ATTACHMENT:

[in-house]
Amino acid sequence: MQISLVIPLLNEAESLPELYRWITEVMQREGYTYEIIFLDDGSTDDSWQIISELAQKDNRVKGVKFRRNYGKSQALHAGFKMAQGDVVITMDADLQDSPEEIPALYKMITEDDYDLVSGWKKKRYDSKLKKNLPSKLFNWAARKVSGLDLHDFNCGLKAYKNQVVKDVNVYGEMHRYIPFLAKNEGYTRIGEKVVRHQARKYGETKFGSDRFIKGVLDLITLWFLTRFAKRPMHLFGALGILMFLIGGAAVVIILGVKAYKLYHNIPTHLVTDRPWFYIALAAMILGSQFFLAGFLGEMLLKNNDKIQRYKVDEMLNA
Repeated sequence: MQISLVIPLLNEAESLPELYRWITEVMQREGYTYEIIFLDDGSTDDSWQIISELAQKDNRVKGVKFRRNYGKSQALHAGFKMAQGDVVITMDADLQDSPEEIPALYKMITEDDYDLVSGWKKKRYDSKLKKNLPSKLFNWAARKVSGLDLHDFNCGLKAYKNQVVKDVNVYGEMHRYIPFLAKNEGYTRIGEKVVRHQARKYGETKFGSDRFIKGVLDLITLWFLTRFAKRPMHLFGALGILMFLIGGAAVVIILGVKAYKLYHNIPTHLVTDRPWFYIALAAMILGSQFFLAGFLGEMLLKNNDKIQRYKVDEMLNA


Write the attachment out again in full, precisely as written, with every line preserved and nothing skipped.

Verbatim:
[in-house]
Amino acid sequence: MQISLVIPLLNEAESLPELYRWITEVMQREGYTYEIIFLDDGSTDDSWQIISELAQKDNRVKGVKFRRNYGKSQALHAGFKMAQGDVVITMDADLQDSPEEIPALYKMITEDDYDLVSGWKKKRYDSKLKKNLPSKLFNWAARKVSGLDLHDFNCGLKAYKNQVVKDVNVYGEMHRYIPFLAKNEGYTRIGEKVVRHQARKYGETKFGSDRFIKGVLDLITLWFLTRFAKRPMHLFGALGILMFLIGGAAVVIILGVKAYKLYHNIPTHLVTDRPWFYIALAAMILGSQFFLAGFLGEMLLKNNDKIQRYKVDEMLNA
Repeated sequence: MQISLVIPLLNEAESLPELYRWITEVMQREGYTYEIIFLDDGSTDDSWQIISELAQKDNRVKGVKFRRNYGKSQALHAGFKMAQGDVVITMDADLQDSPEEIPALYKMITEDDYDLVSGWKKKRYDSKLKKNLPSKLFNWAARKVSGLDLHDFNCGLKAYKNQVVKDVNVYGEMHRYIPFLAKNEGYTRIGEKVVRHQARKYGETKFGSDRFIKGVLDLITLWFLTRFAKRPMHLFGALGILMFLIGGAAVVIILGVKAYKLYHNIPTHLVTDRPWFYIALAAMILGSQFFLAGFLGEMLLKNNDKIQRYKVDEMLNA